Aliberti, Anna (2013) Multiplexed Microgels For Oligonucleotides Detection. [Tesi di dottorato]

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Item Type: Tesi di dottorato
Lingua: English
Title: Multiplexed Microgels For Oligonucleotides Detection
Creators:
CreatorsEmail
Aliberti, Annaanna.aliberti@unina.it
Date: 1 April 2013
Number of Pages: 120
Institution: Università degli Studi di Napoli Federico II
Department: Ingegneria Chimica, dei Materiali e della Produzione Industriale
Scuola di dottorato: Ingegneria industriale
Dottorato: Ingegneria dei materiali e delle strutture
Ciclo di dottorato: 25
Coordinatore del Corso di dottorato:
nomeemail
Mensitieri, Giuseppemensitie@unina.it
Tutor:
nomeemail
Causa, Filippocausa@unina.it
Netti, Paolo Antonionettipa@unina.it
Date: 1 April 2013
Number of Pages: 120
Uncontrolled Keywords: microgels; ds displacement assay
Settori scientifico-disciplinari del MIUR: Area 09 - Ingegneria industriale e dell'informazione > ING-IND/22 - Scienza e tecnologia dei materiali
Aree tematiche (7° programma Quadro): NANOSCIENZE, NANOTECNOLOGIE, MATERIALE E PRODUZIONE > Materiali
Date Deposited: 08 Apr 2013 09:51
Last Modified: 17 Jun 2014 06:04
URI: http://www.fedoa.unina.it/id/eprint/9290

Abstract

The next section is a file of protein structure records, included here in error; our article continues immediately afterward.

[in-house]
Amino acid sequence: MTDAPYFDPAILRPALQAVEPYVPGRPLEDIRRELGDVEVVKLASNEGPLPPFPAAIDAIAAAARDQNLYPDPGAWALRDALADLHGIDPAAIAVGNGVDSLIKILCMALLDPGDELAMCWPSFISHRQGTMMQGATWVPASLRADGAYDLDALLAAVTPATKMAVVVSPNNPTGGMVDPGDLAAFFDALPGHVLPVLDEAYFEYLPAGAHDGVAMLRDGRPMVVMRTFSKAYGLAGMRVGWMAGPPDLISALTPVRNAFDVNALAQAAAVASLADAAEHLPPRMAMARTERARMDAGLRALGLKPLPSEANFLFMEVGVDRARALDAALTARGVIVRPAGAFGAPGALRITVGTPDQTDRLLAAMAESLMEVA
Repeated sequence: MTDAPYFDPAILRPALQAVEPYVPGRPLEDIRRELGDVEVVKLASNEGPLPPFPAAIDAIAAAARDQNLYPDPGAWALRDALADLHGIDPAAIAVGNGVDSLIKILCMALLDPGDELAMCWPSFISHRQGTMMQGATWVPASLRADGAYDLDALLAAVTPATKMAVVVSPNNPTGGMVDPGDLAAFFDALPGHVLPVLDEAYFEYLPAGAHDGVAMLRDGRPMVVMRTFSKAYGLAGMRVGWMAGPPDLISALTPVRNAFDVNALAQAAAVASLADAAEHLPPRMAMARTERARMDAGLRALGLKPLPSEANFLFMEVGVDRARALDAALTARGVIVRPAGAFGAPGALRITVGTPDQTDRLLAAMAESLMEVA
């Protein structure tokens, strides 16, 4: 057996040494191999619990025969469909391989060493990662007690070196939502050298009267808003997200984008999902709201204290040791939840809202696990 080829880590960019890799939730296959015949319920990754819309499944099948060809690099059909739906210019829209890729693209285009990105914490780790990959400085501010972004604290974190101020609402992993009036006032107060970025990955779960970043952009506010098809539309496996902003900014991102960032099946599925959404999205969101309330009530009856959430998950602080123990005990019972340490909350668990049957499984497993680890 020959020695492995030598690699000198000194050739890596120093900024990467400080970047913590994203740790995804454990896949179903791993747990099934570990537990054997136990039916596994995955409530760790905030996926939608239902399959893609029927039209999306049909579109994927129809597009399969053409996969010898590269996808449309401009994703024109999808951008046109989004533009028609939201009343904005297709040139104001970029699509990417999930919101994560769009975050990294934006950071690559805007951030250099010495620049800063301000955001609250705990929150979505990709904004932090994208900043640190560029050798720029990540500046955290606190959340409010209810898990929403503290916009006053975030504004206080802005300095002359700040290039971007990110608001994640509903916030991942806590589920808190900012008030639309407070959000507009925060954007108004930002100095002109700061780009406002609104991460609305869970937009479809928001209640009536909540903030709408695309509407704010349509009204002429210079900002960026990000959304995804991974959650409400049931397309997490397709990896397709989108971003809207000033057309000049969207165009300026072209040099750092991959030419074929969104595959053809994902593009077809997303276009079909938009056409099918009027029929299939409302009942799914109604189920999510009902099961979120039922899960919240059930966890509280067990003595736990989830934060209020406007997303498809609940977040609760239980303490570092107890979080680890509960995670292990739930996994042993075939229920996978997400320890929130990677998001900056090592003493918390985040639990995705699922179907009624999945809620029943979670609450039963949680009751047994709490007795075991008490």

The development of rapid detection strategies toward point-of-care applications has been receiving increasing attention due to the time and labor intensive protocols associated with well-established assays. In particular, assays that are free of separation, amplification, and other related operations are highly desirable. In recent years, the use of encoded beads has received considerable attention due to their potential for measuring multiple analytes in solution. This can be achieved without the need for knowledge of their spatial position, as in the case of microarray technology. Encoded bead technology also relies on the solution kinetics rather than diffusion to a fixed surface as in the case of microarray technology, offering the possibility of developing rapid high throughput screening methods. Attempts to develop this technology tend to focus on the generation of featured barcodes both with a large number of identifications to increase the throughput and with novel functions to improve the assays. This thesis describes a synthesis, characterization and unique properties of multi-responsive encoded core shell microgel. for the direct detection in multiplex of single strands nucleic acids (ssDNA, miRNA etc) at very low concentration (femtomolar), without the need of other conventional tools such as PCR, Southern blot or microarray. The encoded microgels are provided by a wide range of fluorescence-based codes with an innovative core-shell material architecture. However, compared to the already validated bead based detection systems, microgel composed by bio inert PEG are no fouling with minimal nonspecific binding that makes them favorable for assays in complex biological samples. The platform assay, named MEDiA (Microgel Enhanced Displacement Assay) consists of innovative probes, that mounted on PEG-encoded microgels, are able to capture and reveal the presence of the complementary oligonucleotides strand of DNA or miRNA through fluorescence emission. The conjugation on particle surface brings a large number of fluorofore probes into a small region which significantly increases the fluorescence intensity and facilitates further manipulation. Here we provide the proof of concept of the assay by using genetic material specific for viruses such as SARS, HIV, HCV and RNA, i.e. miRNAs. The detection mechanism is based on a double strand displacement assay. Compared to other homogeneous assays for nucleic acids, ds displacement assay acts as integrated sensor that can i) be mounted on bead surfaces, ii) capture the target molecules and iii) highlight the binding event. The evaluation of nucleotide concentration as well as the code is a result of fluorescence emission analysis over a fixed number of microgels. The flexibility of the proposed platform could allow performing point of care analysis, both where the sensitivity is not a stringent requirement and both where an ultra-sensitive quantification is necessary by using fluorescent microscopy or miniaturized systems (lab-on-chip).

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